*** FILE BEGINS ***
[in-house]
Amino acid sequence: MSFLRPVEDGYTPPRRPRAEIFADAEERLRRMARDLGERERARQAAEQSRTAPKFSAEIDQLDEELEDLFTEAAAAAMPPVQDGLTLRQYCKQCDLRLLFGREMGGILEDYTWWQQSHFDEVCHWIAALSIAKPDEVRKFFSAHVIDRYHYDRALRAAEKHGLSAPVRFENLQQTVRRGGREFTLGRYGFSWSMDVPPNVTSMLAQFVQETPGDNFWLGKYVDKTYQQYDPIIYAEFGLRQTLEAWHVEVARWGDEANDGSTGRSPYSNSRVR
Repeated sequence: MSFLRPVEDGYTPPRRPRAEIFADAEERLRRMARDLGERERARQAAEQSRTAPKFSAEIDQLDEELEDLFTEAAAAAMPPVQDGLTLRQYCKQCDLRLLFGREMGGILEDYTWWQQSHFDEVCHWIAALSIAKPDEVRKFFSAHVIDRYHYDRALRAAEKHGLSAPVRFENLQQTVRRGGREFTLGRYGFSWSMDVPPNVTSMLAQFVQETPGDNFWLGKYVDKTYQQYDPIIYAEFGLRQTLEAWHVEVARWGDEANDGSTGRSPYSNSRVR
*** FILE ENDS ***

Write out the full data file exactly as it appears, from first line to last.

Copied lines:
[in-house]
Amino acid sequence: MSFLRPVEDGYTPPRRPRAEIFADAEERLRRMARDLGERERARQAAEQSRTAPKFSAEIDQLDEELEDLFTEAAAAAMPPVQDGLTLRQYCKQCDLRLLFGREMGGILEDYTWWQQSHFDEVCHWIAALSIAKPDEVRKFFSAHVIDRYHYDRALRAAEKHGLSAPVRFENLQQTVRRGGREFTLGRYGFSWSMDVPPNVTSMLAQFVQETPGDNFWLGKYVDKTYQQYDPIIYAEFGLRQTLEAWHVEVARWGDEANDGSTGRSPYSNSRVR
Repeated sequence: MSFLRPVEDGYTPPRRPRAEIFADAEERLRRMARDLGERERARQAAEQSRTAPKFSAEIDQLDEELEDLFTEAAAAAMPPVQDGLTLRQYCKQCDLRLLFGREMGGILEDYTWWQQSHFDEVCHWIAALSIAKPDEVRKFFSAHVIDRYHYDRALRAAEKHGLSAPVRFENLQQTVRRGGREFTLGRYGFSWSMDVPPNVTSMLAQFVQETPGDNFWLGKYVDKTYQQYDPIIYAEFGLRQTLEAWHVEVARWGDEANDGSTGRSPYSNSRVR